Impacts of reveg and weed control on urban-sensitive birds
- Birds with varying sensitivities to urban areas interact with habitat restoration differently
- Reveg provides the greatest benefit for urban-sensitive species, and weed control provides neutral or in some cases negative outcomes
- Weed control should be implemented in concert with replanting of native vegetation to provide understory structure
Urbanisation is a driver of bird declines in many cities. Land managers often manage green spaces as wildlife refugia. We examined the value of some of these refugia and found that not all forms of vegetation restoration serve the needs of the bird species we would like to retain in our cities. Our analysis suggests that there needs to be careful thought about which bird species are the targets of our conservation efforts prior to implementing them.
Native bird species are in decline in many parts of our landscapes. That decline is even visible in our own back gardens. Urban development, through intensification and expansion, poses a serious threat to wildlife living in green spaces scattered around cities. Protecting and restoring green spaces is important, as cities often overlay highly productive areas that are hotspots for biodiversity. Retaining our native bird species is important in itself, and it’s also one way to connect people to nature, and to promote a conservation ethic among society.
Habitat restoration is an activity often undertaken by local councils, non-government organisations and environmental consultancies. A common goal often cited in these efforts is to ‘increase biodiversity’. This goal is vague at best, as clearly some species can be viewed as more valuable conservation targets than others. Increasing populations of common birds like noisy miners and magpies, probably isn’t synonymous with increasing small song birds like fairy wrens and silvereyes. It is important to identify how individual bird species and groups of birds are interacting with habitat restoration actions to ensure these efforts are promoting the species which we want to inhabit our urban parks.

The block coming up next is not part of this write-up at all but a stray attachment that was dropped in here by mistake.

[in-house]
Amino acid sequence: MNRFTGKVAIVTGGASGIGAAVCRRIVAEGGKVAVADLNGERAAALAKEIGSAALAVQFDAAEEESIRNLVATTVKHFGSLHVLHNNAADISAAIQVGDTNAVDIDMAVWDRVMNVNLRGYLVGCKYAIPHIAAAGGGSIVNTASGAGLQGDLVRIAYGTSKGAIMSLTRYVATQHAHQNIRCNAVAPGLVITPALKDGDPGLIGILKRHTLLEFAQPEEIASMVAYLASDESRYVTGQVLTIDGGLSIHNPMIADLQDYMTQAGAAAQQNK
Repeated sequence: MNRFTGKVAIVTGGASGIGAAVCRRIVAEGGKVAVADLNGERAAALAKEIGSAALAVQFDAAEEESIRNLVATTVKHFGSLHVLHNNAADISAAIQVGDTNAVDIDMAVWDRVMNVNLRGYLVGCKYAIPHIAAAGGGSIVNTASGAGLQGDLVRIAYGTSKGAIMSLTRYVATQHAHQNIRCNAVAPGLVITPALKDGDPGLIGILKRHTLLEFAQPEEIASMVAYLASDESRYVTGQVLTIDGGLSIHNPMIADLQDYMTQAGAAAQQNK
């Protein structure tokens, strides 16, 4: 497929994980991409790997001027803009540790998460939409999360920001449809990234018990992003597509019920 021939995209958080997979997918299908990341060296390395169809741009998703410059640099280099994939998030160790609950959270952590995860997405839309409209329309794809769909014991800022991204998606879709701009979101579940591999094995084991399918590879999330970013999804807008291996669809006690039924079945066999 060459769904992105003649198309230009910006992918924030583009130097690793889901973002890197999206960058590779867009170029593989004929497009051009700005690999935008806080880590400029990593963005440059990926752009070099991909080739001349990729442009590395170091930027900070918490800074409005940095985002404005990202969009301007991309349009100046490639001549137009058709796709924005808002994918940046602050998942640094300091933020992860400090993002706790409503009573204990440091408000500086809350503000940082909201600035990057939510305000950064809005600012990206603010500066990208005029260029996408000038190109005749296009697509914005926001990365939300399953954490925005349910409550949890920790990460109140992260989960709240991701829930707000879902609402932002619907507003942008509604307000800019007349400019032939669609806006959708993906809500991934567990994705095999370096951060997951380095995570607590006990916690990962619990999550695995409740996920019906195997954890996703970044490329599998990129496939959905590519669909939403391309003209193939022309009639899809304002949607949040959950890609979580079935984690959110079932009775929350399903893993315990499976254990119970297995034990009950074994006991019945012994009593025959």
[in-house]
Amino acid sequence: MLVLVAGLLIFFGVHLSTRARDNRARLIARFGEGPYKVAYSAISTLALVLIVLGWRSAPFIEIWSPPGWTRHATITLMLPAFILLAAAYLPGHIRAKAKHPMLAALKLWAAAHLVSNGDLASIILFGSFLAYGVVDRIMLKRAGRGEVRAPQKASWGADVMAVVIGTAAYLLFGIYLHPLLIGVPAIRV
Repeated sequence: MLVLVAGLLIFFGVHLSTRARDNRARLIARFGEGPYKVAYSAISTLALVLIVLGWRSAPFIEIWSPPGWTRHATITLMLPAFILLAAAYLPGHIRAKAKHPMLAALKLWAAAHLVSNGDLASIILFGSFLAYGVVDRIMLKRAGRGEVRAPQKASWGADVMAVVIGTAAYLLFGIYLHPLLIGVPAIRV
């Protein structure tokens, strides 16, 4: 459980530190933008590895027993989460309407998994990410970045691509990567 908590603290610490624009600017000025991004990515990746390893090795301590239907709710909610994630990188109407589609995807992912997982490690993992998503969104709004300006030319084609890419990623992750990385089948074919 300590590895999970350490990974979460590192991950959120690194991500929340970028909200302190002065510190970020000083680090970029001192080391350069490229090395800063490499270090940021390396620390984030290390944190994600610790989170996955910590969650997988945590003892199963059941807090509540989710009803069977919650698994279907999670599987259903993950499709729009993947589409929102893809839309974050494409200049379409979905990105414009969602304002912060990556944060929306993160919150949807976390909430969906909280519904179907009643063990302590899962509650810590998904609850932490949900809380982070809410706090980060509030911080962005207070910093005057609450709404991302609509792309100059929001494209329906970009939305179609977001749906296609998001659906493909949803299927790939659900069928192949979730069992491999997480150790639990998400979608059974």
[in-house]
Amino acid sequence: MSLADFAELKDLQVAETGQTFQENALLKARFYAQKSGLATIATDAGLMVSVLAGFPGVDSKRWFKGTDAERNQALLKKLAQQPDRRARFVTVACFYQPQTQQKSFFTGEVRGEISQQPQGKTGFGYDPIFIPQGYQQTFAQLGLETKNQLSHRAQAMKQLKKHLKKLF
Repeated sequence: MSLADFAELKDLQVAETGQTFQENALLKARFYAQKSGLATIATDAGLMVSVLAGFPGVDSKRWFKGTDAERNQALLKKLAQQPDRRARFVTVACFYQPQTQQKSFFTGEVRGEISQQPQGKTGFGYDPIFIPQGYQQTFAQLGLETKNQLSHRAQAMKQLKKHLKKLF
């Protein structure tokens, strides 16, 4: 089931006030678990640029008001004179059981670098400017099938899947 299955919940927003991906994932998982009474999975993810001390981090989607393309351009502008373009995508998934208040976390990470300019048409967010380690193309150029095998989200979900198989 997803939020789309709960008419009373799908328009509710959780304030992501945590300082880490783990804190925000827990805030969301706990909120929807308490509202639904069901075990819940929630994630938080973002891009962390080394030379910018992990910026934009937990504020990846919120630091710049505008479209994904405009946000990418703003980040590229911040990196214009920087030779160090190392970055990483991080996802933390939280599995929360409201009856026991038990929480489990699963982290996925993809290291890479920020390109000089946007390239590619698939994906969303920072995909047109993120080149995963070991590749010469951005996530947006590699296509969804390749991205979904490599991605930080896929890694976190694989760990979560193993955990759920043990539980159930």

Habitat restoration is expensive to implement and such effort is expected to benefit urban bird diversity. However, birds known to be sensitive to urbanisation may not be interacting with restoration in the ways we anticipate. For example, controlling weedy plant species, such as lantana, and revegetating with native species are two common restoration actions but how do they benefit different bird species? We wanted to know if these restoration actions are benefiting birds that find living in cities difficult; or if they simply benefit those species that have adapted well to urban environments (species that already call cities their home).
To answer this we surveyed birds in restoration sites in Brisbane. These sites are owned by local councils and maintained by community members and the main form of restoration they have experienced are revegetation and weed control. We then applied a hierarchical community model to estimate the response of different bird groups to these management actions. The three groups we examined were classed as: urban exploitative, adaptable and sensitive bird species. This allowed us to create probability curves of individuals and species group responses to urban restoration. Providing probabilities of ‘success’ for individual species and species groups expands the information available to land managers within their decision-making space.
We found that birds most reliant on nature in cities do not seem to benefit in patches that have been controlled for weeds, while birds which exploit the urban environment do benefit. These shifts in diversity might relate to the possibility that shrubby habitat, whether they are native plants or exotic weeds, are needed by bird species that are sensitive to urban landscapes. Or it could be an effect of territorial species such as noisy miners infiltrating and displacing birds in these areas. This could have serious implications for urban bird diversity, which may have flow on implications to the way in which cities experience and relate to nature.
Revegetation, on the other hand, seems to benefit all groups of species, even though some individual species may suffer declines in abundance.
Habitat restoration is a common conservation practice in cities; and we put a lot of time, money and effort into making it happen (especially in community managed spaces). To achieve a greater conservation benefit from these areas, especially for birds that rely on these greenspaces, a change in the way we implement these actions is needed. To increase bird diversity within cities, we need to disentangle the effect of different types of habitat restoration and make sure we are managing these areas with urban-sensitive species in mind.
More info: Carla Archibald firstname.lastname@example.org
Archibald CL, M Mc Kinney, K Mustin, DF Shanahan & HP Possingham (2017). Assessing the impact of revegetation and weed control on urban sensitive bird species. Ecology and Evolution 00: 1–10. https://doi.org/10.1002/ece3.2960